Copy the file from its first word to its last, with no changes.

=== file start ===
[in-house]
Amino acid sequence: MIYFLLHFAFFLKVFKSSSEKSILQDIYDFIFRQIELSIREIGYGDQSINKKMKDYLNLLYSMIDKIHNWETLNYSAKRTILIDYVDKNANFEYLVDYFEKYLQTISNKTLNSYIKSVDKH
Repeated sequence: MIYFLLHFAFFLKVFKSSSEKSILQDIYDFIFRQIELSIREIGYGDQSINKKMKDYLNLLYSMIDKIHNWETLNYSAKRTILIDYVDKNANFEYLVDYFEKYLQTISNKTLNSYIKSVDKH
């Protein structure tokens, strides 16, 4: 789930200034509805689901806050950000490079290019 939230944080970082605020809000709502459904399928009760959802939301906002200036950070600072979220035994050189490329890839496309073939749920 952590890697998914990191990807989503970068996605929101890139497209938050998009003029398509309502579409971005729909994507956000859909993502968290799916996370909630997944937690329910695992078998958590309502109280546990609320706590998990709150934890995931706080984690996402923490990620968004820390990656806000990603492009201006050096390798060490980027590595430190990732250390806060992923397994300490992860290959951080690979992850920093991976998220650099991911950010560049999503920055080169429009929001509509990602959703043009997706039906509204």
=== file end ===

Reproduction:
[in-house]
Amino acid sequence: MIYFLLHFAFFLKVFKSSSEKSILQDIYDFIFRQIELSIREIGYGDQSINKKMKDYLNLLYSMIDKIHNWETLNYSAKRTILIDYVDKNANFEYLVDYFEKYLQTISNKTLNSYIKSVDKH
Repeated sequence: MIYFLLHFAFFLKVFKSSSEKSILQDIYDFIFRQIELSIREIGYGDQSINKKMKDYLNLLYSMIDKIHNWETLNYSAKRTILIDYVDKNANFEYLVDYFEKYLQTISNKTLNSYIKSVDKH
């Protein structure tokens, strides 16, 4: 789930200034509805689901806050950000490079290019 939230944080970082605020809000709502459904399928009760959802939301906002200036950070600072979220035994050189490329890839496309073939749920 952590890697998914990191990807989503970068996605929101890139497209938050998009003029398509309502579409971005729909994507956000859909993502968290799916996370909630997944937690329910695992078998958590309502109280546990609320706590998990709150934890995931706080984690996402923490990620968004820390990656806000990603492009201006050096390798060490980027590595430190990732250390806060992923397994300490992860290959951080690979992850920093991976998220650099991911950010560049999503920055080169429009929001509509990602959703043009997706039906509204």